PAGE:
A North Carolina high school softball player says she wants to end rules that discriminate against Black student athletes after being forced to cut her hair beads during a game last month.
The player, Nicole Pyles, 16, was competing in a game on April 19 at Hillside High School in Durham, N.C., against Jordan High School, according to Durham Public Schools.
Nicole said that her team was winning at the top of the second inning when an umpire told her coach that her hairstyle covered the number six on her jersey, according to an interview she did this week with the Southern Coalition for Social Justice, which is representing her.
The teenager said that she had worn the same style — box braids with clear beads on the end, popular among Black women — in five previous games without any complaints from the opposing team or officials, according to the Southern Coalition for Social Justice. Her hair reached just past her shoulder blades.
Nicole, a sophomore, said that she had tried to tuck hair inside her shirt but was then told by an umpire that doing so was not good enough.
“That’s when the ump had basically said to my coach that either I take the beads out or I can’t play,” she said in the interview. “This is the second inning going on the third, and my beads are now a problem?”
To stay in the game, Nicole cut her beads and braids with the help from teammates.
“I felt embarrassed and I most definitely felt disrespected,” she said. “I just felt like the world was just staring at me. Why me? Why anybody for that fact?”
Her father, Julius Pyles, said in the video that he felt his daughter had been discriminated against and that she and the whole team “should have been protected.”
“Fix the policies for the Black children so they won’t be discriminated against,” he added.
Mr. Pyles and Nicole said they wanted an apology from the high school softball coaches, the two umpires from the game and the National Federation of State High School Associations, according to the Southern Coalition for Social Justice, which is asking the national athletic association “to pass policies that eradicate all forms of anti-Black biases in schools.” The nonprofit said it defends and advances communities of color and economically disadvantaged communities in the South.
In a statement, the North Carolina High School Athletic Association defended the action taken by the umpire, saying that it followed a rule from the National Federation of State High School Associations, which provides uniform playing rules nationally.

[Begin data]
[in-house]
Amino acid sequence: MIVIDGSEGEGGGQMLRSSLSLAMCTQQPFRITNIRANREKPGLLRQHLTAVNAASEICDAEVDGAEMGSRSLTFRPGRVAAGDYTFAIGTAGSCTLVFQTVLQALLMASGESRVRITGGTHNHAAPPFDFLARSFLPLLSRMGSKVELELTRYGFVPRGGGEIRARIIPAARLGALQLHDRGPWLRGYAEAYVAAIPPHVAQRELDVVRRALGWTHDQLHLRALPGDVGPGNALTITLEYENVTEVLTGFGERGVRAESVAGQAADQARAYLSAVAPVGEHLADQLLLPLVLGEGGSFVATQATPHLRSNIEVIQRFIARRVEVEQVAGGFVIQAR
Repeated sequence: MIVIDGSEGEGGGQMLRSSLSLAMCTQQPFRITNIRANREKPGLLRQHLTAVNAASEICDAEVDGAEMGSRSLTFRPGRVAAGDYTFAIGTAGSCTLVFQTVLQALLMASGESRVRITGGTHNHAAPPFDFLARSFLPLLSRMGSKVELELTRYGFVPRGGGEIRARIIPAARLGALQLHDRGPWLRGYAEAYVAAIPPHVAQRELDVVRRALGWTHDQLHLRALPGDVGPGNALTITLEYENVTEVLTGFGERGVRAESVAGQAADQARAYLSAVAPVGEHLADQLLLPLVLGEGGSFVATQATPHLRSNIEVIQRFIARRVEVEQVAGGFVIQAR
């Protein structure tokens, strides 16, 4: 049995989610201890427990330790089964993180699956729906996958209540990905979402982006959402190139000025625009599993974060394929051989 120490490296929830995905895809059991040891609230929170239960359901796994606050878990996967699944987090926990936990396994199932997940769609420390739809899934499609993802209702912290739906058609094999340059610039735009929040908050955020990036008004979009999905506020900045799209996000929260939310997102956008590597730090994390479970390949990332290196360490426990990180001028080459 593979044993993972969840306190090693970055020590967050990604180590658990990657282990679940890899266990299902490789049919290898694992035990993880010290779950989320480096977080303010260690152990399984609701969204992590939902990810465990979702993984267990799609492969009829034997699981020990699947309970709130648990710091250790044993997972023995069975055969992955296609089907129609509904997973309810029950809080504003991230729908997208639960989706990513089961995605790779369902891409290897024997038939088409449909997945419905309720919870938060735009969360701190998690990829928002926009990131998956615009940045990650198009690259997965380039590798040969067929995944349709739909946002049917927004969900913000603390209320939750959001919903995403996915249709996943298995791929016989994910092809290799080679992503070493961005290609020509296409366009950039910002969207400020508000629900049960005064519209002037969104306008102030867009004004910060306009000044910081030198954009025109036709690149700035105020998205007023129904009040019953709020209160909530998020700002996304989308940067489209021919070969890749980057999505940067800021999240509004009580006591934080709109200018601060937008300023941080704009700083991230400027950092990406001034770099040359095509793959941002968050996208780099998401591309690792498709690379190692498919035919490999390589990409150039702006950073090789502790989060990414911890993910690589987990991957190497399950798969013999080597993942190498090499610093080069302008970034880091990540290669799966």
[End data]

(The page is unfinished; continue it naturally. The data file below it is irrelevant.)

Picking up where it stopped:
The state athletic association cited softball rule 3-2-5, “which states that ‘plastic visors, bandannas and hair beads are prohibited,’” Que Tucker, commissioner of the North Carolina High School Athletic Association, said in the statement. Players are allowed to use bobby pins, barrettes and hair clips, according to the association.
“This is not a new rule, and when the violation was noticed by an umpire, the proper determination of illegal equipment was verified as supported by N.F.H.S. rule,’’ she said.
“We empathize with the student athlete and her experience,’’ Ms. Tucker added. “It is truly unfortunate, as we believe this situation should never have occurred.”
In January, Durham become one of the first cities in the state to ban discrimination based on hairstyle in the workplace, according to wral.com.
In a statement, Durham Public Schools said it “supports our students’ right to free expression and opposes unreasonable or biased restrictions on Black women’s hairstyles.”
The Durham Public Schools said that while it does not prohibit beads in hair, the district follows the rules of the National Federation of State High School Associations for athletic competitions.
“We believe the blanket ban on hair beads is culturally biased and problematic,” the district added. “We support our student, Nicole Pyles, and believe this rule should be amended.”
Nicole’s episode is the latest involving Black students who had to cut their hair or were suspended because of their hair. In March, an Oregon volleyball player was forced to remove beads from her hair so she could play in a game. And last year, two students in southeast Texas were suspended from their high school for not cutting their dreadlocks.